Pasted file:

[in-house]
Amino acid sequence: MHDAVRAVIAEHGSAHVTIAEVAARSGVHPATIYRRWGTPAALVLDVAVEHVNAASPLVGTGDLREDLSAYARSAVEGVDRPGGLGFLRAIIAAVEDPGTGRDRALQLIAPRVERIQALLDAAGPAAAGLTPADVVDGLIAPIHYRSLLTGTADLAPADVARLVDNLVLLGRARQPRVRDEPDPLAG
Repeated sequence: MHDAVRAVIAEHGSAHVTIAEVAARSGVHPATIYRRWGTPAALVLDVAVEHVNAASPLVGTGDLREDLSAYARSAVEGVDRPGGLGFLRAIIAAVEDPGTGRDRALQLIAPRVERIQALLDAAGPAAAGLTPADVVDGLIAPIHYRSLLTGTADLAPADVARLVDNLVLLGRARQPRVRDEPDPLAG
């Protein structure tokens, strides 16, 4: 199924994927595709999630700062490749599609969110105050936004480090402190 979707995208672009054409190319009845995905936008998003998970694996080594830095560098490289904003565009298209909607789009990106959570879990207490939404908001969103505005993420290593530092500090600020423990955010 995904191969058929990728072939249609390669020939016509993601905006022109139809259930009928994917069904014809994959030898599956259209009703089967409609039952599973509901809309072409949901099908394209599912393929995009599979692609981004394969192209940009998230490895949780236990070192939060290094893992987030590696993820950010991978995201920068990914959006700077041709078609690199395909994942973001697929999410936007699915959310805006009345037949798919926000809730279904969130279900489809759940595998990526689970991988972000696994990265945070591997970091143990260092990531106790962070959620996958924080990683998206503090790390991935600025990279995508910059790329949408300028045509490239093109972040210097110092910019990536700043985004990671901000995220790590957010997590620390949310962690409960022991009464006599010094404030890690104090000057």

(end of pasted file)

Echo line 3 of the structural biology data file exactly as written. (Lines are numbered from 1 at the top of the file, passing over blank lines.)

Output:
Repeated sequence: MHDAVRAVIAEHGSAHVTIAEVAARSGVHPATIYRRWGTPAALVLDVAVEHVNAASPLVGTGDLREDLSAYARSAVEGVDRPGGLGFLRAIIAAVEDPGTGRDRALQLIAPRVERIQALLDAAGPAAAGLTPADVVDGLIAPIHYRSLLTGTADLAPADVARLVDNLVLLGRARQPRVRDEPDPLAG